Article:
Background: The development of pulmonary arterial hypertension (PAH) in patients with congenital heart disease (CHD) is multifactorial with a number of biomarkers serving as mediators of neurohormonal activation [B-type natriuretic peptide (BNP) and its N-terminal-pro-fragment (NT-proBNP)], endothelial dysfunction [asymmetric dimethylarginine (ADMA)] and cellular proliferation [vascular endothelial growth factor (VEGF)].
Methods: We systematically reviewed the literature for trials studying the role of these biomarkers in the clinical evaluation, prognosis and management of patients with PAH related to CHD (CHD-PAH).
Results: Twenty-six studies were included in the systematic review, involving a total of 1113 patients with CHD-PAH. These patients had higher BNP, NT-proBNP and ADMA levels and higher VEGF expression when compared with healthy controls. Baseline and serial values of plasma levels of natriuretic peptides were shown to be significant predictors of survival. ADMA concentration was elevated in patients with CHD-PAH when compared with patients with simple CHD without PAH, whereas VEGF expression was particularly high in patients with CHD and persistent PAH after corrective surgery of the underlying heart disease.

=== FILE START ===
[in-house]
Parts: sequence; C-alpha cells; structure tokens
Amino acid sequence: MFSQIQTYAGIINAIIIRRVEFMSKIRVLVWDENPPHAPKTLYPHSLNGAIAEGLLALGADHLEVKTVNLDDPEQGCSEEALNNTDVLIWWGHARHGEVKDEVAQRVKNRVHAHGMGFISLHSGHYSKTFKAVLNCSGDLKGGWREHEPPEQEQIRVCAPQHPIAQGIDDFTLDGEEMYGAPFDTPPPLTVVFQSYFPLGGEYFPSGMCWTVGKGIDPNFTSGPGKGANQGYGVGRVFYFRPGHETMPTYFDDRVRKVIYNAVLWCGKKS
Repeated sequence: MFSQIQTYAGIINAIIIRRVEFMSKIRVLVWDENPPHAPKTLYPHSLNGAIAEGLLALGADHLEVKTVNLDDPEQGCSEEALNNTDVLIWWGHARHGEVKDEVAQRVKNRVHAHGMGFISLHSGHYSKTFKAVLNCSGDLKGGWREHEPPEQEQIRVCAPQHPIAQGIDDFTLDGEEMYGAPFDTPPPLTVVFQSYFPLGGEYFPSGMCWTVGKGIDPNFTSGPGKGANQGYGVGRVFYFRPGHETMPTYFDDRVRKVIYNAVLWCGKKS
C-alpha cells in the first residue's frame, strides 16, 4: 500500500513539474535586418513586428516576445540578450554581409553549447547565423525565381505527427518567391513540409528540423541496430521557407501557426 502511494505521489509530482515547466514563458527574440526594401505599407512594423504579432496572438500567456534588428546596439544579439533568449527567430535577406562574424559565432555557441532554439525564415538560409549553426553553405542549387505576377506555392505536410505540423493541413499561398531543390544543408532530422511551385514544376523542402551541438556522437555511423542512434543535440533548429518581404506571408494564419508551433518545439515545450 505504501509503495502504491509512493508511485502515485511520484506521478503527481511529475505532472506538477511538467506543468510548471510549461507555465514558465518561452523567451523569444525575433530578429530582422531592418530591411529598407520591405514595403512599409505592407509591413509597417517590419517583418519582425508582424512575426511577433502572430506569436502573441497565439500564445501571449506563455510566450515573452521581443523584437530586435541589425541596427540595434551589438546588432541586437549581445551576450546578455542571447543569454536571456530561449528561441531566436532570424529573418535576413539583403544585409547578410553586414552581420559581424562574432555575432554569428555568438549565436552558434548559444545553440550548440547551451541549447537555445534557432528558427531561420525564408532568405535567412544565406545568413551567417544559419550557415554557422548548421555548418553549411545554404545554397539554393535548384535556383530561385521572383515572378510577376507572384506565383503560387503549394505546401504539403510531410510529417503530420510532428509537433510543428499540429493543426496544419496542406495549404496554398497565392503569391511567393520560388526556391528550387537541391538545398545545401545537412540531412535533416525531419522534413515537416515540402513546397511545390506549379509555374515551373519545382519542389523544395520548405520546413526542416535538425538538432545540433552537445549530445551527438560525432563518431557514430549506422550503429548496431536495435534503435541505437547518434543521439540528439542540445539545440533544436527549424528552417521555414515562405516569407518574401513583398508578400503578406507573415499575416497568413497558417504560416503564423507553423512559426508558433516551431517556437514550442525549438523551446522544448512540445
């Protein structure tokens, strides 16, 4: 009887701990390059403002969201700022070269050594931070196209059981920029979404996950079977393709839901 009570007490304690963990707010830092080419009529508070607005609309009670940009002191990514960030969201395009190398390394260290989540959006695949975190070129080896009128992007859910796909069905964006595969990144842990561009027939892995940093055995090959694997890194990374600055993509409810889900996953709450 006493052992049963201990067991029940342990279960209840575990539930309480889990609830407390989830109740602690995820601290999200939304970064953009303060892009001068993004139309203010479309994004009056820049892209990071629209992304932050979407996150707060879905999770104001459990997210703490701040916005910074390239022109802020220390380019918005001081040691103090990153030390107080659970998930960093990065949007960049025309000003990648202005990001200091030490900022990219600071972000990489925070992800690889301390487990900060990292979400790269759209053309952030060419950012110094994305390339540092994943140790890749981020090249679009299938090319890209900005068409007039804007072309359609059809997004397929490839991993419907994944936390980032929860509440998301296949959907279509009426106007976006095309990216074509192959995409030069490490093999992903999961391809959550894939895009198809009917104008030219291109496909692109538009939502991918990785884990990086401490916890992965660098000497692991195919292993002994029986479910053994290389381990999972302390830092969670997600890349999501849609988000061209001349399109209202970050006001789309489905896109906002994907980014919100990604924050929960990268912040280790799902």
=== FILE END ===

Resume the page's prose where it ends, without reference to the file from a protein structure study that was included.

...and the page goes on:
Conclusion: Right heart dysfunction, endothelial inflammation and proliferation are mirrored by plasma levels of the corresponding biomarkers among patients with CHD-PAH. There is early evidence to suggest that natriuretic peptides, in particular, may be a simple and effective tool for determining prognosis and timing for therapeutic interventions in patients with CHD-PAH.
Keywords: Asymmetric dimethylarginine; Brain natriuretic peptide; Congenital heart disease; Endothelial dysfunction; Pulmonary hypertension; Vascular endothelial growth factor.
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